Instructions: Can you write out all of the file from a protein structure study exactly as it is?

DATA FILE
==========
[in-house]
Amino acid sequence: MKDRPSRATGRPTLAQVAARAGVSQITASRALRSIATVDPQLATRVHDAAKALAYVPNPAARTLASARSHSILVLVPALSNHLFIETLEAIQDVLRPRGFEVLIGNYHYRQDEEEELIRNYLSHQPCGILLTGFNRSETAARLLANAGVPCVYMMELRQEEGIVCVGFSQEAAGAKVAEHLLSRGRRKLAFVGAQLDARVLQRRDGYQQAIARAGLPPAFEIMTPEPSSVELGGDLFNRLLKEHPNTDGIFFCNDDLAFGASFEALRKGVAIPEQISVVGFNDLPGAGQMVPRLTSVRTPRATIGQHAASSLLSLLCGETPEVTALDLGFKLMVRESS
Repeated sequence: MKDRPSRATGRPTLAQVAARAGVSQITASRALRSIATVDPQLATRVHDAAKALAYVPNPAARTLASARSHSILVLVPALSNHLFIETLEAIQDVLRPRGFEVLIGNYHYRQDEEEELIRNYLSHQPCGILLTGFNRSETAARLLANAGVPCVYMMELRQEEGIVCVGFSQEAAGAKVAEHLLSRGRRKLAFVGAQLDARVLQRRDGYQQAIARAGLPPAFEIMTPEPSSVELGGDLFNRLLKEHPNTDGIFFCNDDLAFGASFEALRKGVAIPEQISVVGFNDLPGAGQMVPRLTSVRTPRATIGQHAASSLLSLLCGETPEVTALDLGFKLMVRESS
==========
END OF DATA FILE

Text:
[in-house]
Amino acid sequence: MKDRPSRATGRPTLAQVAARAGVSQITASRALRSIATVDPQLATRVHDAAKALAYVPNPAARTLASARSHSILVLVPALSNHLFIETLEAIQDVLRPRGFEVLIGNYHYRQDEEEELIRNYLSHQPCGILLTGFNRSETAARLLANAGVPCVYMMELRQEEGIVCVGFSQEAAGAKVAEHLLSRGRRKLAFVGAQLDARVLQRRDGYQQAIARAGLPPAFEIMTPEPSSVELGGDLFNRLLKEHPNTDGIFFCNDDLAFGASFEALRKGVAIPEQISVVGFNDLPGAGQMVPRLTSVRTPRATIGQHAASSLLSLLCGETPEVTALDLGFKLMVRESS
Repeated sequence: MKDRPSRATGRPTLAQVAARAGVSQITASRALRSIATVDPQLATRVHDAAKALAYVPNPAARTLASARSHSILVLVPALSNHLFIETLEAIQDVLRPRGFEVLIGNYHYRQDEEEELIRNYLSHQPCGILLTGFNRSETAARLLANAGVPCVYMMELRQEEGIVCVGFSQEAAGAKVAEHLLSRGRRKLAFVGAQLDARVLQRRDGYQQAIARAGLPPAFEIMTPEPSSVELGGDLFNRLLKEHPNTDGIFFCNDDLAFGASFEALRKGVAIPEQISVVGFNDLPGAGQMVPRLTSVRTPRATIGQHAASSLLSLLCGETPEVTALDLGFKLMVRESS